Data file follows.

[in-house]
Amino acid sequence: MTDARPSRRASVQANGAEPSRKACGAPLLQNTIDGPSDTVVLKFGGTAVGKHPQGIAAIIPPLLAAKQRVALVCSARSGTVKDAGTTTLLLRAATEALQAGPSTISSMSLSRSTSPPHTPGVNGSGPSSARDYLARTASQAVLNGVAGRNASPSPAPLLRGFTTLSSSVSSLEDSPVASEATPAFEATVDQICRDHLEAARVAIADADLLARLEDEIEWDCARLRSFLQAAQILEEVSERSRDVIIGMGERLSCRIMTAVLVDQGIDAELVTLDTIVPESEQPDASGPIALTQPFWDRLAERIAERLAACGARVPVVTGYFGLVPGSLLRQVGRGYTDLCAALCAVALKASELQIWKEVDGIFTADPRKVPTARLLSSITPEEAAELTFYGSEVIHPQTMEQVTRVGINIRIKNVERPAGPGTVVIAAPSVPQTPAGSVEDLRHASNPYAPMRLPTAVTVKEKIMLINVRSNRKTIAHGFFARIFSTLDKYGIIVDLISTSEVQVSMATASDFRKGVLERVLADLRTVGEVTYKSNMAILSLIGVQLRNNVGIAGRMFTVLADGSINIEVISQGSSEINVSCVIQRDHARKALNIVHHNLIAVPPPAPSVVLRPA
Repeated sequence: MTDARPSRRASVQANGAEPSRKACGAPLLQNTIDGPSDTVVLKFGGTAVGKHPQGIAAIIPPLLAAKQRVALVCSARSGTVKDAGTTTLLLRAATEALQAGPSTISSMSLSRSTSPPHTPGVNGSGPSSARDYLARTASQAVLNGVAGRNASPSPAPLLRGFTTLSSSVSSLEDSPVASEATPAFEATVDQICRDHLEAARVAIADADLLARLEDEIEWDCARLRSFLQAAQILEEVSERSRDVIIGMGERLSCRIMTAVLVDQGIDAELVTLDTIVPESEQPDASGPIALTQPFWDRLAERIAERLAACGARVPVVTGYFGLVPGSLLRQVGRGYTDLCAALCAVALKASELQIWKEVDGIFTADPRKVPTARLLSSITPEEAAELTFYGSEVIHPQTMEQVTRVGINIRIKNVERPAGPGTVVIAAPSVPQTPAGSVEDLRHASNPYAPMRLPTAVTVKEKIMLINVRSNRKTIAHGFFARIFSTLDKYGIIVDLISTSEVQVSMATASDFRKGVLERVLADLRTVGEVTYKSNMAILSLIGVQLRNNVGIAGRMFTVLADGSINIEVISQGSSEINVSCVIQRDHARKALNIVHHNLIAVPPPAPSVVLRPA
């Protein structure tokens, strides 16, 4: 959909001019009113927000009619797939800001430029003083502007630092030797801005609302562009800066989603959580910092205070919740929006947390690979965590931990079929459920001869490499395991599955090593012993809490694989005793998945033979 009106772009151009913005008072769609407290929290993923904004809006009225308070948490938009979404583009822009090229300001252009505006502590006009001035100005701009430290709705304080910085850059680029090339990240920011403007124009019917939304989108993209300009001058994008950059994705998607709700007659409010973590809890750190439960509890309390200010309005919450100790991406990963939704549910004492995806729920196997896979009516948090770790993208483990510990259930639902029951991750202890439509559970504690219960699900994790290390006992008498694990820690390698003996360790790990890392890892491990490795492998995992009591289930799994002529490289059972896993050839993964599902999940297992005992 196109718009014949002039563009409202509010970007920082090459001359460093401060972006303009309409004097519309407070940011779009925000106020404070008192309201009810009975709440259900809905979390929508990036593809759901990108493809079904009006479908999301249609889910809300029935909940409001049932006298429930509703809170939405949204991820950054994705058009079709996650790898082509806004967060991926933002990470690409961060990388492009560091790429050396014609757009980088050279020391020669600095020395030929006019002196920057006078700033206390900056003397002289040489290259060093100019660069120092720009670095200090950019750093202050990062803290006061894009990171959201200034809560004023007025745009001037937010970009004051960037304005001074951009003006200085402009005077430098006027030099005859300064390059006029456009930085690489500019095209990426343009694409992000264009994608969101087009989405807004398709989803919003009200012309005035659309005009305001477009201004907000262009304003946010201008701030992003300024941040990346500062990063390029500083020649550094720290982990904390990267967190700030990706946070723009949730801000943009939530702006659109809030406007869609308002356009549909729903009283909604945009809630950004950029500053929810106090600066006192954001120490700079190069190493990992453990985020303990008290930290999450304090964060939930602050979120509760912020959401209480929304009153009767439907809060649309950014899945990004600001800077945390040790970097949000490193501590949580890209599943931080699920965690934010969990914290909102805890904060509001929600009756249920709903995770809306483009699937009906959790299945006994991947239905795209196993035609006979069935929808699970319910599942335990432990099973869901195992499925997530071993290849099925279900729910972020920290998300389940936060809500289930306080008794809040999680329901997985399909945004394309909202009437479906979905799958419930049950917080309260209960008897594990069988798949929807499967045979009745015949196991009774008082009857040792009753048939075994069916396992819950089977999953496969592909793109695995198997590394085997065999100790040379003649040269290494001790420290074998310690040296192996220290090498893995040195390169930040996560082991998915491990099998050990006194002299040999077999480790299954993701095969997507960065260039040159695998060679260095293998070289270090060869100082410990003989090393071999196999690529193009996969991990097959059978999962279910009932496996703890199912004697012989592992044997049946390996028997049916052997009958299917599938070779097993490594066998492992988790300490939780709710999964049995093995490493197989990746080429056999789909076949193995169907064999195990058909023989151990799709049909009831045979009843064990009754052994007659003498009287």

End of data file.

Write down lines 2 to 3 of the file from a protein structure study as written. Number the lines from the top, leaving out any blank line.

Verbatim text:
Amino acid sequence: MTDARPSRRASVQANGAEPSRKACGAPLLQNTIDGPSDTVVLKFGGTAVGKHPQGIAAIIPPLLAAKQRVALVCSARSGTVKDAGTTTLLLRAATEALQAGPSTISSMSLSRSTSPPHTPGVNGSGPSSARDYLARTASQAVLNGVAGRNASPSPAPLLRGFTTLSSSVSSLEDSPVASEATPAFEATVDQICRDHLEAARVAIADADLLARLEDEIEWDCARLRSFLQAAQILEEVSERSRDVIIGMGERLSCRIMTAVLVDQGIDAELVTLDTIVPESEQPDASGPIALTQPFWDRLAERIAERLAACGARVPVVTGYFGLVPGSLLRQVGRGYTDLCAALCAVALKASELQIWKEVDGIFTADPRKVPTARLLSSITPEEAAELTFYGSEVIHPQTMEQVTRVGINIRIKNVERPAGPGTVVIAAPSVPQTPAGSVEDLRHASNPYAPMRLPTAVTVKEKIMLINVRSNRKTIAHGFFARIFSTLDKYGIIVDLISTSEVQVSMATASDFRKGVLERVLADLRTVGEVTYKSNMAILSLIGVQLRNNVGIAGRMFTVLADGSINIEVISQGSSEINVSCVIQRDHARKALNIVHHNLIAVPPPAPSVVLRPA
Repeated sequence: MTDARPSRRASVQANGAEPSRKACGAPLLQNTIDGPSDTVVLKFGGTAVGKHPQGIAAIIPPLLAAKQRVALVCSARSGTVKDAGTTTLLLRAATEALQAGPSTISSMSLSRSTSPPHTPGVNGSGPSSARDYLARTASQAVLNGVAGRNASPSPAPLLRGFTTLSSSVSSLEDSPVASEATPAFEATVDQICRDHLEAARVAIADADLLARLEDEIEWDCARLRSFLQAAQILEEVSERSRDVIIGMGERLSCRIMTAVLVDQGIDAELVTLDTIVPESEQPDASGPIALTQPFWDRLAERIAERLAACGARVPVVTGYFGLVPGSLLRQVGRGYTDLCAALCAVALKASELQIWKEVDGIFTADPRKVPTARLLSSITPEEAAELTFYGSEVIHPQTMEQVTRVGINIRIKNVERPAGPGTVVIAAPSVPQTPAGSVEDLRHASNPYAPMRLPTAVTVKEKIMLINVRSNRKTIAHGFFARIFSTLDKYGIIVDLISTSEVQVSMATASDFRKGVLERVLADLRTVGEVTYKSNMAILSLIGVQLRNNVGIAGRMFTVLADGSINIEVISQGSSEINVSCVIQRDHARKALNIVHHNLIAVPPPAPSVVLRPA